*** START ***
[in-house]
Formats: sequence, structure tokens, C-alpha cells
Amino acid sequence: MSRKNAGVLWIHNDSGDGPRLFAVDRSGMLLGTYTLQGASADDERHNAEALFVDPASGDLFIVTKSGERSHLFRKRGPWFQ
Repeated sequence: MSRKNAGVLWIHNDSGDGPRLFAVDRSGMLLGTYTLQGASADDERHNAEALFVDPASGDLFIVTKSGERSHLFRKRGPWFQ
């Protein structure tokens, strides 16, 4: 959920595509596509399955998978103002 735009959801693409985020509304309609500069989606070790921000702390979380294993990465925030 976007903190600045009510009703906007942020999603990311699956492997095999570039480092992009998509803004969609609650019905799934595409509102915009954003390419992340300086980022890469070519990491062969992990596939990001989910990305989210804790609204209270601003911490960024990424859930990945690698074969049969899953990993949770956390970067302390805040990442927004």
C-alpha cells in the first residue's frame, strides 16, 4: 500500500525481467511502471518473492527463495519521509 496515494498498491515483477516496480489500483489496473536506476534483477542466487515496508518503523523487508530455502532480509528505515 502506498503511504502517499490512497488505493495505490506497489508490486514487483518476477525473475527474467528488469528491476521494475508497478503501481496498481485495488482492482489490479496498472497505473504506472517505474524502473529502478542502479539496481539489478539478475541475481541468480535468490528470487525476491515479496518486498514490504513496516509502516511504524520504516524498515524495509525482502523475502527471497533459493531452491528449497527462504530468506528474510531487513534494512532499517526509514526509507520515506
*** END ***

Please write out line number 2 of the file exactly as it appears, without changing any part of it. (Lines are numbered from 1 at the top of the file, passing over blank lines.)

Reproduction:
Formats: sequence, structure tokens, C-alpha cells